Less than one percent of all workers in the U.S. are farmers, and the average age of a U.S. farmer in 1997 was almost 55. As existing farmers retire or go out of business, their farms are bought up by big conflomerates. Human labor may be cheap, but oil is very nearly free in today’s economy. I can only claim this by ignoring some major concerns—the cost of defending of the supply chain; the true value of a scarce, non-renewable resource; and artificial price deflation through government subsidies. Farming is a dying profession but agriculture is not a dying business. Again, to solve the puzzle we follow the money.

Seed companies, like Seminis, describes itself as “the largest developer, grower, and marketer of fruit and vegetable seeds in the world.” The words “developer” and “marketer” are important in revealing the company’s business model. Its CEO is famously quoted as saying “Seeds are software, and we have the seeds.”

As long as we’re using metaphors for the biologically-impaired: genetic traits are the software, the seed is the delivery medium, and the plant is the hardware. All the work and value of genetic traits are in its development; after development is over, it is information and costs nothing to reproduce. You can now patent seed traits, prohibit customers from reverse-engineering your seeds and competing, and lock the traits into a physical seed to create artificial scarcity. But this is ridiculous, plants produce seeds naturally. Engineering hybrid strains to be seedless is like a copy protection scheme waiting to be hacked. Seminis was bought by Monsanto, who owns the rights to seed traits which appear in over 90% of all genetically-modified crops in the world. Ninety percent is a pretty miserable monopoly compared to others you could name, but it’s not for lack of trying.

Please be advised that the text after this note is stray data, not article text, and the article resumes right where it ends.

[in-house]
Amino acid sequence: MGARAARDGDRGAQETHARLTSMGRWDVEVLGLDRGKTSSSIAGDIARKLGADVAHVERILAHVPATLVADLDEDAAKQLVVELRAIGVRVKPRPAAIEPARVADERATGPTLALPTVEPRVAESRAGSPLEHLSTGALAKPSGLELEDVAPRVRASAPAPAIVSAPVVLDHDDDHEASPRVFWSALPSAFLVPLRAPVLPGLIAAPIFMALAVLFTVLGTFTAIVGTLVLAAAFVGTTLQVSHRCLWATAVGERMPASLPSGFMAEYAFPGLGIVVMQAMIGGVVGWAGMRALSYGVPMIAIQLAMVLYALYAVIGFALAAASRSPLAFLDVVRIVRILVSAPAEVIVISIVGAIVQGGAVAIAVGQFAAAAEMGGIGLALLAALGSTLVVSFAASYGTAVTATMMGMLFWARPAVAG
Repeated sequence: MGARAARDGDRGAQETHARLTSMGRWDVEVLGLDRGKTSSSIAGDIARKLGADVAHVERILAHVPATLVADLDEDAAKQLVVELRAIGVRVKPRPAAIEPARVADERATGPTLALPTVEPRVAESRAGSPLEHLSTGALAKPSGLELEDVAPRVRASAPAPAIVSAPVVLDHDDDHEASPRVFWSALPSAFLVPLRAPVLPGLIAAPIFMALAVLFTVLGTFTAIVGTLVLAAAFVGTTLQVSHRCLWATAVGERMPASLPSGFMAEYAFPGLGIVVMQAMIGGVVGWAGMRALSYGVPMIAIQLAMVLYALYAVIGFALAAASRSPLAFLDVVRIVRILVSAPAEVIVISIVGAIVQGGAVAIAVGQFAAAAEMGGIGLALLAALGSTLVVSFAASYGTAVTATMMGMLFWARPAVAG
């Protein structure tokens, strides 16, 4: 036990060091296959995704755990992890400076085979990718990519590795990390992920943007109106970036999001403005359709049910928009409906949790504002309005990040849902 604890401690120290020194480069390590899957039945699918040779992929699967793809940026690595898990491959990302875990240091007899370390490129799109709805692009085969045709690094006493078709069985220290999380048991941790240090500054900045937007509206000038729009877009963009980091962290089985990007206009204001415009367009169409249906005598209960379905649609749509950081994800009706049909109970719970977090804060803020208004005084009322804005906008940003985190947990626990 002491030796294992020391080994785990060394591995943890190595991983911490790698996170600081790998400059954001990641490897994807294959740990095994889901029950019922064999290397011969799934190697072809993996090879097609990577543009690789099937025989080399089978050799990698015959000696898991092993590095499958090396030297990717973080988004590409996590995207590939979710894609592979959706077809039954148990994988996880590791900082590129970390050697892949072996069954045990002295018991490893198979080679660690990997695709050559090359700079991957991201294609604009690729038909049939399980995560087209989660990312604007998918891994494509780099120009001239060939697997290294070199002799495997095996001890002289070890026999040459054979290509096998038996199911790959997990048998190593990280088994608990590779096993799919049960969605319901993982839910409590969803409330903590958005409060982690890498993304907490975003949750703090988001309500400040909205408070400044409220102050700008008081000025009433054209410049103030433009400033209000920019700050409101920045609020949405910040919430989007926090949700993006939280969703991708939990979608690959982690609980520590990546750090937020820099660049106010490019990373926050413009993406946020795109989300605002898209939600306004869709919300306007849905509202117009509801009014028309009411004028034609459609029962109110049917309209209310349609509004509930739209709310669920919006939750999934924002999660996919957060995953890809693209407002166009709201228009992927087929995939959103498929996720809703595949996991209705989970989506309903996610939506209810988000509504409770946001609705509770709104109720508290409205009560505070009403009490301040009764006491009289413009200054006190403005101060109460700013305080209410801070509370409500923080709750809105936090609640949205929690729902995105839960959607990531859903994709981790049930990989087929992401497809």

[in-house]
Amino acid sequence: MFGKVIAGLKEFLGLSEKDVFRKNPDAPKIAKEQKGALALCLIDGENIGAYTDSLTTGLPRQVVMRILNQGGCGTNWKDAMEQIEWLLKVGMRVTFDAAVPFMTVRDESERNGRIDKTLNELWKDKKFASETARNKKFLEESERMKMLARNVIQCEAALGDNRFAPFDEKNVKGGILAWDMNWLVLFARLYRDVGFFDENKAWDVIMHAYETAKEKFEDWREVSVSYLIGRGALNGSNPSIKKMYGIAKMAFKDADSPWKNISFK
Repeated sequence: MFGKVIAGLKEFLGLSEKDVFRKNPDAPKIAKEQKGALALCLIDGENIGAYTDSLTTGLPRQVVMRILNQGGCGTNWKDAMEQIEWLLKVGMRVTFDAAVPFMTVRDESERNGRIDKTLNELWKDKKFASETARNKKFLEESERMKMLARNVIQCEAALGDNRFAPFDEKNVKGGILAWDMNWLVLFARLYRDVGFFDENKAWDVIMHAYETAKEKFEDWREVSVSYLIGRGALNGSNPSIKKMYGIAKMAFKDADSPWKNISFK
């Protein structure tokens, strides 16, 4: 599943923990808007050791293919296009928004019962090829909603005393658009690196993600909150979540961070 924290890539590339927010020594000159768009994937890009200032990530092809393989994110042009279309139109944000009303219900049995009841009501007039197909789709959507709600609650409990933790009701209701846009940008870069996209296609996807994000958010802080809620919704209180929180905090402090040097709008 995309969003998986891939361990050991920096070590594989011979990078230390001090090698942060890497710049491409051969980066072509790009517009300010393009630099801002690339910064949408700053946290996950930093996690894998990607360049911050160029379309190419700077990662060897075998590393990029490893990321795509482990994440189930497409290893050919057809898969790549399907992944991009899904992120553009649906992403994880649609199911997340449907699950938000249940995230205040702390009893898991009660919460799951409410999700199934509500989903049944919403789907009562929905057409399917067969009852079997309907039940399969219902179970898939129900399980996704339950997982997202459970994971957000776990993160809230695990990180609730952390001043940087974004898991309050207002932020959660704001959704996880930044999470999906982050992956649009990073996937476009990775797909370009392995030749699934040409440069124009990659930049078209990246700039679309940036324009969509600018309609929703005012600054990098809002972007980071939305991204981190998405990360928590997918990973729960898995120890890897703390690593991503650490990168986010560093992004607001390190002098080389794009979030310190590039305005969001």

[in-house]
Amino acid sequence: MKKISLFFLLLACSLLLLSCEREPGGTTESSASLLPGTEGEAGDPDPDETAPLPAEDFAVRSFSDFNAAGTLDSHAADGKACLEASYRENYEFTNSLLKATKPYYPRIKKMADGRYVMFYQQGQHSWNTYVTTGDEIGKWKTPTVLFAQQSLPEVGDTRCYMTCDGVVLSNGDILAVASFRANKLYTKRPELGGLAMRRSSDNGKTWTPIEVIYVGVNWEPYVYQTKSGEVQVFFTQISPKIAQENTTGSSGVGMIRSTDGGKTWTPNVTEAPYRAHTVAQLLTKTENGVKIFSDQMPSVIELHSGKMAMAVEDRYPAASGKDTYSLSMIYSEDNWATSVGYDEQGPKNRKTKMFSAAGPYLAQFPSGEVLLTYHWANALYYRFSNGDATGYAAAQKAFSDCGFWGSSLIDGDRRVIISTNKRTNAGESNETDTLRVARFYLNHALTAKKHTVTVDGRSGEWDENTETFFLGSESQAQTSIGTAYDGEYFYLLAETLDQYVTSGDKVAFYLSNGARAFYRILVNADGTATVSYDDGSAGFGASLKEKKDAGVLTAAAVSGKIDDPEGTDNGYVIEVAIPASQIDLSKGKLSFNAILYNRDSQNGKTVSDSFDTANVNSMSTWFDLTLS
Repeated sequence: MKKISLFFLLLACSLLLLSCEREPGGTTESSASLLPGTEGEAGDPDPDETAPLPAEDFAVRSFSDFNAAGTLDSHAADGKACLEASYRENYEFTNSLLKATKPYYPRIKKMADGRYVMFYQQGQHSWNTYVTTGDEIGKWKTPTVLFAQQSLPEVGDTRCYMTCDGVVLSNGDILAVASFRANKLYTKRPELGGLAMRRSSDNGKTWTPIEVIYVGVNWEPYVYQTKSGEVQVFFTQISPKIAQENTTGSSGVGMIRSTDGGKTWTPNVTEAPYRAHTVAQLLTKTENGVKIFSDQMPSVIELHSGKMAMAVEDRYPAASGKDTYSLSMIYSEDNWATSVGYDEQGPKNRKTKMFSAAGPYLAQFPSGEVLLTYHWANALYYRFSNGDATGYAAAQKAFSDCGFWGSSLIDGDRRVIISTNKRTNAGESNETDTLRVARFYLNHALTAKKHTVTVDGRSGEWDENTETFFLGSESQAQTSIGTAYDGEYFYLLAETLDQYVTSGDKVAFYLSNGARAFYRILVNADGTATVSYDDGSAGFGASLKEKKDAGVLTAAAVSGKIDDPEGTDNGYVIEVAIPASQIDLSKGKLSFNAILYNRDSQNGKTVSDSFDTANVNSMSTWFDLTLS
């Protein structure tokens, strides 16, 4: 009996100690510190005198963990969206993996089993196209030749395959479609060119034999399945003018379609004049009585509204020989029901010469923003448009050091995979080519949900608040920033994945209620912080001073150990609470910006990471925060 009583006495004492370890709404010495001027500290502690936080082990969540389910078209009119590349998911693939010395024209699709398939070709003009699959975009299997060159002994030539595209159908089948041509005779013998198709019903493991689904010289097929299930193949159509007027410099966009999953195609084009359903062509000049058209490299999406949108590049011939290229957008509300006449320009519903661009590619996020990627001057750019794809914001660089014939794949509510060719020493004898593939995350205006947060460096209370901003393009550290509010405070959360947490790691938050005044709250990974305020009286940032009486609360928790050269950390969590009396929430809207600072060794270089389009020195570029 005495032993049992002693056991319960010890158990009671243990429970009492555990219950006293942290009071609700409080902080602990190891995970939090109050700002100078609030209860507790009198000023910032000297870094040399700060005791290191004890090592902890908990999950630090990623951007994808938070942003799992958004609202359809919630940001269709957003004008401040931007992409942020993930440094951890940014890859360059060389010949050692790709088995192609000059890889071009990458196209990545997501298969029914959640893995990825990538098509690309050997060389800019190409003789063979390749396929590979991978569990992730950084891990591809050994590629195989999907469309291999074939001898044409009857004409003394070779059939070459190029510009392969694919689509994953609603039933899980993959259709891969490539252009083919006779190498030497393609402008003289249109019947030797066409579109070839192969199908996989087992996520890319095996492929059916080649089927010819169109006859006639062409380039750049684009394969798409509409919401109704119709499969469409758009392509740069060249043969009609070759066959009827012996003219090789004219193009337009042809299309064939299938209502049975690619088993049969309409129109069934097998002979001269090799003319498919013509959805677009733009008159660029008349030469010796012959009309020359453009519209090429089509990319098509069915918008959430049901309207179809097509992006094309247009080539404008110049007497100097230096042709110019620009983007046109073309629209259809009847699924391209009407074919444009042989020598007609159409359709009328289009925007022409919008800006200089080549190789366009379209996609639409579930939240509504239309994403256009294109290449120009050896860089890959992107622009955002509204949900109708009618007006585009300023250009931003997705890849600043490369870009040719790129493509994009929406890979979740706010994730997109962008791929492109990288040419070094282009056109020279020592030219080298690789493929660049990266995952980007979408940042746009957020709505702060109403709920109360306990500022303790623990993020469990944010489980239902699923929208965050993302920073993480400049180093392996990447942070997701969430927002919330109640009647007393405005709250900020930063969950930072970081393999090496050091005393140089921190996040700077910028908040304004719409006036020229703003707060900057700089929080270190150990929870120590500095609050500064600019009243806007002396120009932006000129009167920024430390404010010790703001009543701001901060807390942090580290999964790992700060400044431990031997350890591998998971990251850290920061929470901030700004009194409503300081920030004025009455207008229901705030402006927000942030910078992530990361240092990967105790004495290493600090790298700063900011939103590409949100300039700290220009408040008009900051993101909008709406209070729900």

Farmers, who control the plant hardware, are at the mercy of seed software manufacturers who monopolize their input source and also fix the price at which they can sell their output crops in collusion with the government. The end goal is to drive up demand for higher-yield crops and then profit off of supplying higher-yield seed, irrespective of value, scarcity, or the human beings involved. In the high-tech industry, who twists the arm of Intel, who controls more than 90% of the desktop software market, who slides out of antitrust suits like a greased pig, who’s your daddy, who is it?

That’s a whole ‘nother can of worms, a compost pile if you will, that is not yet mature and fertile in my thoughts. It suits my present purpose to suggest that if you support open source technology, it would not be inconsistent to buy local and sustainably-grown food, and vice versa. The imbalance and exploitation in agriculture angers me as much as it does in any industry, especially information technology. Being a farmer is definitely now on my short list of answers to Po Bronson’s question, “What should I do with my life?”


~ by Paul Pham on 23 April 2007.